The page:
You know, what you need to do is not be thinking downward, but rather, you know, what can we do to preserve what we've got and make it better and get back to -- he asked the question about Steve Jobs. The real answer to this is if there's a Steve Jobs out there now in this audience or watching at home, if you're an entrepreneur or you've got a great invention, you've got a new idea, try to go down to your local bank right now and get a loan.

Try to get -- the small business person trying to get a loan right, they're not loaning the money. They're sitting on that $2 trillion. They're not -- they will not -- if Steve Jobs was Steve Jobs, if he and Wozniak in 2011 had this idea of starting up this --

MORGAN: They wouldn't get the funding, wouldn't they?

MOORE: They would get -- they would get no help and they would have Republican candidates saying, well, that's your own problem. That's your own damn problem.

MORGAN: How important, Michael, do you think taxation is as an issue in this? In the sense that Warren Buffett came out and said, look, you know, I want to be taxed more. The president said we need to raise taxes particularly on the wealthy. We need to cut the Bush tax breaks for the rich.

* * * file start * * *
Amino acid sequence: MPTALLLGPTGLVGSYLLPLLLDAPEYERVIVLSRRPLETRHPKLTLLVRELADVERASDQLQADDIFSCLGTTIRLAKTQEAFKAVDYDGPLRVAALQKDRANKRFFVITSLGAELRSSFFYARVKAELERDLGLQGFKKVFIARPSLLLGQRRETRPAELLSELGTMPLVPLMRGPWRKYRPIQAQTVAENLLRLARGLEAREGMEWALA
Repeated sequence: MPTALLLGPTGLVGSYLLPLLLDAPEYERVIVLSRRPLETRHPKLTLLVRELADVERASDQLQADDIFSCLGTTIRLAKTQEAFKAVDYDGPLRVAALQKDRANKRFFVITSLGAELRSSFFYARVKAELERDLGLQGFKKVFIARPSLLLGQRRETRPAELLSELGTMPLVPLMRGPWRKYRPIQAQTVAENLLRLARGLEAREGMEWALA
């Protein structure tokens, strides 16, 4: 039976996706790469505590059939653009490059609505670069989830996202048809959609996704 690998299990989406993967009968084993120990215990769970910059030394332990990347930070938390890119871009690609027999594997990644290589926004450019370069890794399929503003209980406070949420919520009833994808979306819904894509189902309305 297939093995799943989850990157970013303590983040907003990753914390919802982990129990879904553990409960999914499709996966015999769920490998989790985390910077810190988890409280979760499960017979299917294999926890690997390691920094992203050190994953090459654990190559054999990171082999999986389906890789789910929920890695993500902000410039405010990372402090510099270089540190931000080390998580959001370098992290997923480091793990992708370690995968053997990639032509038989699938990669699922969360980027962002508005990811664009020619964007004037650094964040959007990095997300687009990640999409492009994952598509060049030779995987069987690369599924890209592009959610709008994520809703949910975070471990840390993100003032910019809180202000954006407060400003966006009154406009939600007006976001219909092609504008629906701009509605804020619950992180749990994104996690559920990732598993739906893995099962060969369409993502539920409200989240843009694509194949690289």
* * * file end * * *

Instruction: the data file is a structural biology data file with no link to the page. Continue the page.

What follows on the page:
And all that gets sexy headlines and it's an easy thing to say, if you're Warren Buffett and you're earning billions. But underlying it, does it really make that much difference to the success of the economy in America, do you think? How important is the tax issue?

MOORE: It's very important. It's not the whole thing, but it's a very important piece of it.


MOORE: Because the wealthy have not been paying their fair share. Again, when I was younger, I remember there were rich people then. And they seemed to live a good life when they were paying 50 and 60 percent of their income in taxes. And yet they still had their yachts and their mansions and their summer homes. And all that. And nobody really minded because they also built factories and created jobs and let all of us who grew up in that kind of existence have a roof over our head.